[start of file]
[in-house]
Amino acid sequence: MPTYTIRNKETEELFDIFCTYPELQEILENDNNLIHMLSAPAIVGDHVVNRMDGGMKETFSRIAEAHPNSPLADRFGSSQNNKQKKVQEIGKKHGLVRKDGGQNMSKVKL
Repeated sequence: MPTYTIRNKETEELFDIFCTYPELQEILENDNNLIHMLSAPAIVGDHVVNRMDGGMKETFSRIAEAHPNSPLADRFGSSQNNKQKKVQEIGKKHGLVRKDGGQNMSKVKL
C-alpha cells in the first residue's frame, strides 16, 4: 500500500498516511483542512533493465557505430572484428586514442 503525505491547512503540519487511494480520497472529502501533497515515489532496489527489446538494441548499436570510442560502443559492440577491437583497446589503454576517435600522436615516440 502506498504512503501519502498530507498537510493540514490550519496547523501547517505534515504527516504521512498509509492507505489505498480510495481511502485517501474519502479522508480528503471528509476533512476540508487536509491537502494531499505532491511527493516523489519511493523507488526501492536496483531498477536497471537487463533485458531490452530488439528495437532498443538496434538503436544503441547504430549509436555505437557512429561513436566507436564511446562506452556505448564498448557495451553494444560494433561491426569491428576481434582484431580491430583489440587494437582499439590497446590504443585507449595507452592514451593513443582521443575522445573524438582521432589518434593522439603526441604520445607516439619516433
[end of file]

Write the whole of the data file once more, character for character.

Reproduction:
[in-house]
Amino acid sequence: MPTYTIRNKETEELFDIFCTYPELQEILENDNNLIHMLSAPAIVGDHVVNRMDGGMKETFSRIAEAHPNSPLADRFGSSQNNKQKKVQEIGKKHGLVRKDGGQNMSKVKL
Repeated sequence: MPTYTIRNKETEELFDIFCTYPELQEILENDNNLIHMLSAPAIVGDHVVNRMDGGMKETFSRIAEAHPNSPLADRFGSSQNNKQKKVQEIGKKHGLVRKDGGQNMSKVKL
C-alpha cells in the first residue's frame, strides 16, 4: 500500500498516511483542512533493465557505430572484428586514442 503525505491547512503540519487511494480520497472529502501533497515515489532496489527489446538494441548499436570510442560502443559492440577491437583497446589503454576517435600522436615516440 502506498504512503501519502498530507498537510493540514490550519496547523501547517505534515504527516504521512498509509492507505489505498480510495481511502485517501474519502479522508480528503471528509476533512476540508487536509491537502494531499505532491511527493516523489519511493523507488526501492536496483531498477536497471537487463533485458531490452530488439528495437532498443538496434538503436544503441547504430549509436555505437557512429561513436566507436564511446562506452556505448564498448557495451553494444560494433561491426569491428576481434582484431580491430583489440587494437582499439590497446590504443585507449595507452592514451593513443582521443575522445573524438582521432589518434593522439603526441604520445607516439619516433